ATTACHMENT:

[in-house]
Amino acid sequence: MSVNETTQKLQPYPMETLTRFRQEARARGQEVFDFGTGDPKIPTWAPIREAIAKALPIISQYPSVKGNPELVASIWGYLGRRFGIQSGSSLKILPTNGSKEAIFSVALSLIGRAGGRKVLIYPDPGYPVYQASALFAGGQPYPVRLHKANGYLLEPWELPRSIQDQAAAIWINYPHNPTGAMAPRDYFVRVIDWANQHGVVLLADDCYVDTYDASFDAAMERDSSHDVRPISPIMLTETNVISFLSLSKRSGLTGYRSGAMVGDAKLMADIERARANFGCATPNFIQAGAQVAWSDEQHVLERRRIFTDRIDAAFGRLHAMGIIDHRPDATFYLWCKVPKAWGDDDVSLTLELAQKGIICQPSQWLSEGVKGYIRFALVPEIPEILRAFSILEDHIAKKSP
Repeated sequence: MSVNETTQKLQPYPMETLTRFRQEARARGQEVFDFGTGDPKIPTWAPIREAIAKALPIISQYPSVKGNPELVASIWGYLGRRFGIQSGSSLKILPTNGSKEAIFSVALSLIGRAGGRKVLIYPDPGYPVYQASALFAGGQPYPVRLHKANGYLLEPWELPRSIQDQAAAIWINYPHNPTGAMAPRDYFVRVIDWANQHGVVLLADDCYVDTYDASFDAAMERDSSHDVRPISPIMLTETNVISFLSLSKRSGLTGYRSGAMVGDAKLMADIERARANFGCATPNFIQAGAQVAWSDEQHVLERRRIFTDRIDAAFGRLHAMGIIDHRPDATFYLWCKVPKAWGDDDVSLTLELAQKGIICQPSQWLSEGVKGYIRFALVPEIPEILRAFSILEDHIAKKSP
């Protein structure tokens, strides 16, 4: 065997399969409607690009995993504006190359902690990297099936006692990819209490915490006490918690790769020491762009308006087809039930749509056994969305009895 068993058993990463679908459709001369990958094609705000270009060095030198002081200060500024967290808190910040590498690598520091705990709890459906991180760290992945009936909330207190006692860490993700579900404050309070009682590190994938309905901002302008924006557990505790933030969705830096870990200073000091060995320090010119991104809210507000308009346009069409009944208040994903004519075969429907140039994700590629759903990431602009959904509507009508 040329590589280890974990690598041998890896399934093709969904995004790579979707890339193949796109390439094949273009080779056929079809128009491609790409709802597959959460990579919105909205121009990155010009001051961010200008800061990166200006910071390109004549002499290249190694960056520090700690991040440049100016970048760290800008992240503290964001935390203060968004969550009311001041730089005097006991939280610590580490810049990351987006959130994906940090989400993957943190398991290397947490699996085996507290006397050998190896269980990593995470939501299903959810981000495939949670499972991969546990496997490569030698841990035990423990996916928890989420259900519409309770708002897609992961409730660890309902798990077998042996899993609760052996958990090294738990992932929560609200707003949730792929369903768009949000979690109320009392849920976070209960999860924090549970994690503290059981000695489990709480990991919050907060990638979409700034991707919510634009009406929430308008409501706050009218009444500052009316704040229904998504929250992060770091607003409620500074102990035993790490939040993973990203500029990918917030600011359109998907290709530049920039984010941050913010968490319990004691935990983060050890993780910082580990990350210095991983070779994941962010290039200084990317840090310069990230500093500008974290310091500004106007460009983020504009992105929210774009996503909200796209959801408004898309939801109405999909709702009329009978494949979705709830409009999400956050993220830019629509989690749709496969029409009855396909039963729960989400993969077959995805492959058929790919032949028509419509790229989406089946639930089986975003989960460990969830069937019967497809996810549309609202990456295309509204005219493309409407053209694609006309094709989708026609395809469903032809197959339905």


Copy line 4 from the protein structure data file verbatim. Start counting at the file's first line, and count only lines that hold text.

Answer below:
């Protein structure tokens, strides 16, 4: 065997399969409607690009995993504006190359902690990297099936006692990819209490915490006490918690790769020491762009308006087809039930749509056994969305009895 068993058993990463679908459709001369990958094609705000270009060095030198002081200060500024967290808190910040590498690598520091705990709890459906991180760290992945009936909330207190006692860490993700579900404050309070009682590190994938309905901002302008924006557990505790933030969705830096870990200073000091060995320090010119991104809210507000308009346009069409009944208040994903004519075969429907140039994700590629759903990431602009959904509507009508 040329590589280890974990690598041998890896399934093709969904995004790579979707890339193949796109390439094949273009080779056929079809128009491609790409709802597959959460990579919105909205121009990155010009001051961010200008800061990166200006910071390109004549002499290249190694960056520090700690991040440049100016970048760290800008992240503290964001935390203060968004969550009311001041730089005097006991939280610590580490810049990351987006959130994906940090989400993957943190398991290397947490699996085996507290006397050998190896269980990593995470939501299903959810981000495939949670499972991969546990496997490569030698841990035990423990996916928890989420259900519409309770708002897609992961409730660890309902798990077998042996899993609760052996958990090294738990992932929560609200707003949730792929369903768009949000979690109320009392849920976070209960999860924090549970994690503290059981000695489990709480990991919050907060990638979409700034991707919510634009009406929430308008409501706050009218009444500052009316704040229904998504929250992060770091607003409620500074102990035993790490939040993973990203500029990918917030600011359109998907290709530049920039984010941050913010968490319990004691935990983060050890993780910082580990990350210095991983070779994941962010290039200084990317840090310069990230500093500008974290310091500004106007460009983020504009992105929210774009996503909200796209959801408004898309939801109405999909709702009329009978494949979705709830409009999400956050993220830019629509989690749709496969029409009855396909039963729960989400993969077959995805492959058929790919032949028509419509790229989406089946639930089986975003989960460990969830069937019967497809996810549309609202990456295309509204005219493309409407053209694609006309094709989708026609395809469903032809197959339905």